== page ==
A later scholar of Hadith, Al-Hassan Al-Khallal, describes Abdullah ibn Abu Dawood as the imam of Iraq. He also says that his contemporaries included a number of scholars who were closer to the Prophet in the sense that they learned Hadith through eminent teachers with shorter chains of transmission of Hadith, but they did not achieve the degree of excellence he achieved. This was no little praise for Abdullah, because a shorter chain of transmission is always considered, in Hadith studies, as a matter of great merit.
It is reliably reported that he went to Sejestan at the time of Amr ibn Al-Laith. Students and scholars of Hadith welcomed him warmly and requested him to teach them whatever he could of Hadith. He protested that he had not carried any of his books with him.
They exclaimed: "You are Abu Dawood’s son and you need a book!" They continued to press him until he agreed. He dictated to them no less than 30,000 Hadiths from memory. When he returned to Baghdad and people heard of this, they quickly sent a group of scribes to copy the Hadiths he dictated in Sejestan. They brought it back and showed it to the best scholars of Hadith in Baghdad. They pointed out only six mistakes. Abu Bakr ibn Abu Dawood says: "Three of these I reported as I had learned them, while in the other three I was mistaken." This means a rate of one mistake in each 10,000 Hadiths. What scholar would achieve such a grade today?
Abdullah ibn Abu Dawood is well-known for a poem he composed on the main Islamic beliefs. This is in line with an Islamic tradition that survived over many centuries, where scholars sum up the basics or the details of a particular discipline in poetry form. The best known form for this type of composition is the one called rajaz, which maintains a rhyme only between the two halves of each line, in a sort of rhyming couplets. This serves as a reminder for a student or a scholar who memorizes the poem and studies its explanation in full detail to ensure learning the whole discipline.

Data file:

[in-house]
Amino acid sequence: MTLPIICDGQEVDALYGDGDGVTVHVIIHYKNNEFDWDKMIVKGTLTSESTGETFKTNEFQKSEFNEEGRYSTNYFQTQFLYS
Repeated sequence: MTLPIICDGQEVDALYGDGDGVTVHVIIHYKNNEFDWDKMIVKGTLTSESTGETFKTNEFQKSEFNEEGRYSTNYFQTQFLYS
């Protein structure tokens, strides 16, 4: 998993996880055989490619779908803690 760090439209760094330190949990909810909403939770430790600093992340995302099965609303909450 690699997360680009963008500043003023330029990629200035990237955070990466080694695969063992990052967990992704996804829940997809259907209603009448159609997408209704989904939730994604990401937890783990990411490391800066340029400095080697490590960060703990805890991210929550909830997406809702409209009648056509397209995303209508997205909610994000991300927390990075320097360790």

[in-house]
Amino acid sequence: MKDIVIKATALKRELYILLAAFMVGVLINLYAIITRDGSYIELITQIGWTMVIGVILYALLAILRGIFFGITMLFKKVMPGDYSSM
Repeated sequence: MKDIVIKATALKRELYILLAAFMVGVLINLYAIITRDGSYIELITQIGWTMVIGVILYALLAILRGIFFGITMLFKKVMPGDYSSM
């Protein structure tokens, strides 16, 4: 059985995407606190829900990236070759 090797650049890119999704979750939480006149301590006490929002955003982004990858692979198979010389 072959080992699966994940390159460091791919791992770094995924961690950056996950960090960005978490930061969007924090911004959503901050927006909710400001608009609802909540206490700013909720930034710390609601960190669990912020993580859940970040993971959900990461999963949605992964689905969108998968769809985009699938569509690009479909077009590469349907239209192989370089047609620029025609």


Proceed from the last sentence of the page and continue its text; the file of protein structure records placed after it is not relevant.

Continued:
This poem by Abdullah ibn Abu Dawood is rather different. It maintains the same rhyme throughout its 33 lines, and follows a different metre which renders itself to richer expression and imagery. But in such a purpose, imagery is not an aim of the scholar. The aim is to state his purpose in a short, easy to memorize form and style. In this, he has undoubtedly achieved success.
In his poem, Ibn Abu Dawood speaks about God, highlighting His main attributes and refuting the ideas of errant groups that tried to impose their understanding on Islamic beliefs. He also succinctly states the Sunni beliefs with regard to the most important of God’s attributes, showing the pure Islamic concept in its clear and straightforward line. He then states the Sunni beliefs as they differ from those of the Shia and Khwarij concerning the status of the Prophet’s companions and the status of people who commit sins. He concludes with emphasizing that faith means belief expressed in words and deliberate action.
The poem received much praise and has been explained by scholars. In fact Muhammad Al-Saffarini, who lived several centuries later, wrote a whole book explaining it. That in itself speaks for its importance and usefulness.
Abdullah ibn Abu Dawood died in 314, at the age of 86. May God shower His grace on his soul.